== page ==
For Release: December 5, 2005
Contact: Andy Nordhoff 603-653-0784
Dartmouth Medical School Awarded $1.6 Million Grant to Treat Traumatized Children in New Hampshire
HANOVER, NH—A competitive four-year, $1.6 million federal grant was awarded to Dartmouth Medical School's psychiatry department to treat New Hampshire children and their families who are recovering from a traumatic event in their lives. The grant will be used by the Dartmouth Trauma Interventions Research Center (DTIRC) to address emotional reactions and problems related to a traumatic event, such as sexual or physical abuse, natural disasters, community violence or terrorism. The New Hampshire grant was one of 19 grants given out nationally by the U.S. Substance Abuse and Mental Health Services Administration (SAMHSA) to fund a network of community-based treatment and services centers.
"Working together, and using the expertise of the national center, we have confidence that we will really see some positive changes in New Hampshire over the 4 years of the grant," said Dr. Stanley Rosenberg, a professor of psychiatry and of family and community medicine at Dartmouth Medical School, who is directing the New Hampshire grant.
The funds will be dedicated to carrying out a specific project in New Hampshire called the Project for Adolescent Trauma Treatment (PATT). PATT will bring in national experts to train local mental health service providers from NH community agencies in evidence-based therapies proven to be effective in treating traumatized children. The New Hampshire grant will target adolescents with severe emotional disturbance who are receiving services at 10 public mental health centers throughout the state. The project will begin by training child clinicians at the clinical sites of West Central Behavioral Health in Lebanon, Claremont and Newport, and then continue training at the remaining community mental health agencies.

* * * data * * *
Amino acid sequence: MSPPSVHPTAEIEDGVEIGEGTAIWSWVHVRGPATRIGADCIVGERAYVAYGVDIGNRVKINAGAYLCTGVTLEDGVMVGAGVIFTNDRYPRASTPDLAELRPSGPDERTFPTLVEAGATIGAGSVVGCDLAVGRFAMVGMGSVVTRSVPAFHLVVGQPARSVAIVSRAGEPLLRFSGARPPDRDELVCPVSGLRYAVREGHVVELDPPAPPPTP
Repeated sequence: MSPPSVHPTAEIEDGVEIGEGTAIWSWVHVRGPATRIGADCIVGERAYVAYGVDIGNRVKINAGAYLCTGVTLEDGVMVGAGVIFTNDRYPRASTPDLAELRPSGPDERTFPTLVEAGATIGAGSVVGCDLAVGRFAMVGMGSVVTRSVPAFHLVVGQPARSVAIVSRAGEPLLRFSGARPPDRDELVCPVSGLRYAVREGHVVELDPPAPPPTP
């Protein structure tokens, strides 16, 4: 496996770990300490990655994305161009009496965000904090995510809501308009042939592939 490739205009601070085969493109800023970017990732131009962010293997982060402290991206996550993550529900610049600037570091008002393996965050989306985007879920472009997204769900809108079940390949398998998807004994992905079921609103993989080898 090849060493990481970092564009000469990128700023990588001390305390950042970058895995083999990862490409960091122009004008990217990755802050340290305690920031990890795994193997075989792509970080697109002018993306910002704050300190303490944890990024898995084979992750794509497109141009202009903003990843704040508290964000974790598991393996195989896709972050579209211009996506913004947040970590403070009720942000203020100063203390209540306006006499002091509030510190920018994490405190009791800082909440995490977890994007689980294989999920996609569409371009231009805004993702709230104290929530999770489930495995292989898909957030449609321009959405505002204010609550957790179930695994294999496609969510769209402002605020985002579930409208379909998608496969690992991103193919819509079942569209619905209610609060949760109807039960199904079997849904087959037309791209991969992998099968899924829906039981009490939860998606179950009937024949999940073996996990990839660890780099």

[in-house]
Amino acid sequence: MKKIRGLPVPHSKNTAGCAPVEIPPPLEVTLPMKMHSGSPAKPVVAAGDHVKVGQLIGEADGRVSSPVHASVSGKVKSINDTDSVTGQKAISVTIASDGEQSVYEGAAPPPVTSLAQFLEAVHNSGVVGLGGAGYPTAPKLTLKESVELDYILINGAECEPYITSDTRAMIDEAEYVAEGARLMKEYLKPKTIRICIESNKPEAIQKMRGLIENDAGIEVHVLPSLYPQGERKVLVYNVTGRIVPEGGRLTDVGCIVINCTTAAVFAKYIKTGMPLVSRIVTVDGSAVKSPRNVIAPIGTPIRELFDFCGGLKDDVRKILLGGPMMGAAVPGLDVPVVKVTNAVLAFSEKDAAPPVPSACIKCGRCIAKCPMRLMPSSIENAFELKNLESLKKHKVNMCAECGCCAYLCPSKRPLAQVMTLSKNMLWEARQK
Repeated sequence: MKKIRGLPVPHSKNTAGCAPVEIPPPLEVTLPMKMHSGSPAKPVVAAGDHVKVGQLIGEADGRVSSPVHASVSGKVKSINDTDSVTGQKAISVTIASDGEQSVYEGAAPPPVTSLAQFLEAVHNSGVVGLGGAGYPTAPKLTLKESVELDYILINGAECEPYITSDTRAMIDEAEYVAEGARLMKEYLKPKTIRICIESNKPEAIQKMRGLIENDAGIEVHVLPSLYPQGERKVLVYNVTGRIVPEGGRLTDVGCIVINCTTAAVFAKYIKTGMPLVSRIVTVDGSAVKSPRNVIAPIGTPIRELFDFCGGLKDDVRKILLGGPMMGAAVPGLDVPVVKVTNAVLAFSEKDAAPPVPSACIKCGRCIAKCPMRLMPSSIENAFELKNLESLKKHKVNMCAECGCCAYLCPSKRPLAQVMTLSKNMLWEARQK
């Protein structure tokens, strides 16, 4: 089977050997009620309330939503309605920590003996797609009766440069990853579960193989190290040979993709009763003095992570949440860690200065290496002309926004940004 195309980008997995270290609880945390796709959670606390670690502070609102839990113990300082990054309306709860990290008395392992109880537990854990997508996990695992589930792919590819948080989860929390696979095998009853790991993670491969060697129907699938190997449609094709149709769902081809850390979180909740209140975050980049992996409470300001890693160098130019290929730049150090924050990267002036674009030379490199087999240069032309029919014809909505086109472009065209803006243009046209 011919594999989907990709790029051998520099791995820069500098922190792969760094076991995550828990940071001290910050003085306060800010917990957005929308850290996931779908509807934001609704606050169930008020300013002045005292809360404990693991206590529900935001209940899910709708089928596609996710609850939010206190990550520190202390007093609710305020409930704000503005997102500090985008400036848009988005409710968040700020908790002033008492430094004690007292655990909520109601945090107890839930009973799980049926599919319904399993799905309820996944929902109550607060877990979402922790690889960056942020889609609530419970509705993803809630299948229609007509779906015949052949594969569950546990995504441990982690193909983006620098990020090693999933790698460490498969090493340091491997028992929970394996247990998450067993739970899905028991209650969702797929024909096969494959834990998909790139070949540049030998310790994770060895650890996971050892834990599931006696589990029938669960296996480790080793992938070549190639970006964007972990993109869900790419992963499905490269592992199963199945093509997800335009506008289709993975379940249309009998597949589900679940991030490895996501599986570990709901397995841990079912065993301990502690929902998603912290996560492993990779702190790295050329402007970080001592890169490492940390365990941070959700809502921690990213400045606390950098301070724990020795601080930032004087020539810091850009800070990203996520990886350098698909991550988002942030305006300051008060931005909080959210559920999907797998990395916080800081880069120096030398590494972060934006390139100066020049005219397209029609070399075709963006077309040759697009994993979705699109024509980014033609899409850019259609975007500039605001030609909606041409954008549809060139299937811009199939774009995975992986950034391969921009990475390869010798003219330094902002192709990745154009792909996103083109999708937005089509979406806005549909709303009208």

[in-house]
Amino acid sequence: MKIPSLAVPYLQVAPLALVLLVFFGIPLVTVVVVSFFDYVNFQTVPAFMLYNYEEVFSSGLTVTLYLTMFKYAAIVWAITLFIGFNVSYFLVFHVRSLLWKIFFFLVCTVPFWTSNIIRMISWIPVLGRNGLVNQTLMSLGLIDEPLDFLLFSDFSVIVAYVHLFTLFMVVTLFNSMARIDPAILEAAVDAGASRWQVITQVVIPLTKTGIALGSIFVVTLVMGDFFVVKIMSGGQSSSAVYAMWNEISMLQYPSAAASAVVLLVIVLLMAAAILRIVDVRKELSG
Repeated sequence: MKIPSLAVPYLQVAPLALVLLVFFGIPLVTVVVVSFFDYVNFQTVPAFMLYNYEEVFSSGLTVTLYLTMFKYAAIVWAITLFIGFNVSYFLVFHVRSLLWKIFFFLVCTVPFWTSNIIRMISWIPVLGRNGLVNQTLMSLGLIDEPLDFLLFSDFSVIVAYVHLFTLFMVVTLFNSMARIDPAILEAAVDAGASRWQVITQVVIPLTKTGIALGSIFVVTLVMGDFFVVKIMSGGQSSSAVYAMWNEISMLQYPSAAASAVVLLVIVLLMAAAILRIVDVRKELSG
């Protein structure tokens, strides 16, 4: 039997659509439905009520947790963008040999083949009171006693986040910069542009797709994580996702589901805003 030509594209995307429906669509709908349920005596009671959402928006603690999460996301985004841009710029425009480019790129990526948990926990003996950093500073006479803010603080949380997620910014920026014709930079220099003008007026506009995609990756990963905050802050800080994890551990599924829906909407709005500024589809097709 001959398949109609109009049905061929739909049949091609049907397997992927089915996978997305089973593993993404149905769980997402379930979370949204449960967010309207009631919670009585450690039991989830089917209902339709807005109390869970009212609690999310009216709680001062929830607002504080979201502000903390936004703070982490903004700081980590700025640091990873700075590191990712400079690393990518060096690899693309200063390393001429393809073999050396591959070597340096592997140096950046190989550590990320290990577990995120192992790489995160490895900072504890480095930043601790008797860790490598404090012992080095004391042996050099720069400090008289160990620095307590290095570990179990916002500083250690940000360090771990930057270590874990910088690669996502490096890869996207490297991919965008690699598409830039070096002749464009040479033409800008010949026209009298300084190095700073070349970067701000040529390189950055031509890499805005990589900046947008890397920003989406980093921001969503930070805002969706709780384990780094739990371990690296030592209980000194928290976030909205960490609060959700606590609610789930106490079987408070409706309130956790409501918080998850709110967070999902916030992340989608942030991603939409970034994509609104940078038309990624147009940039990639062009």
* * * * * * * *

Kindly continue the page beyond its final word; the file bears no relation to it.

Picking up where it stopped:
Another benefit of the grant for New Hampshire is that the Dartmouth Trauma Interventions Research Center will become a member of a national network of 45 child trauma centers called the National Child Traumatic Stress Network (NCTSN). Congress created the NCTSN in 2000 in response to the growing needs of children exposed to trauma in the US. Studies have shown that by their 16th birthday, 25 percent of American children are exposed to at least one significant trauma and up to 15 percent of girls and 6 percent of boys who experience trauma could develop serious mental health needs.
Coordinated by the National Center for Child Traumatic Stress, the network's mission is to increase access to care and improve the quality of treatment for children who have experienced traumatic events. "We are very pleased that New Hampshire will be part of this national effort to improve the lives of traumatized children," stated Rosenberg. "We are fortunate to have Joe Perry, from Children's Mental Health Services of New Hampshire and Paul Gorman, president and CEO of West Central Behavioral Health, as co-directors of this project. We hope that our strategy of first training a core group of mental health providers in effective trauma treatment and then having them train more providers, will help to sustain the improvements in care for our children beyond the 4 years of the grant."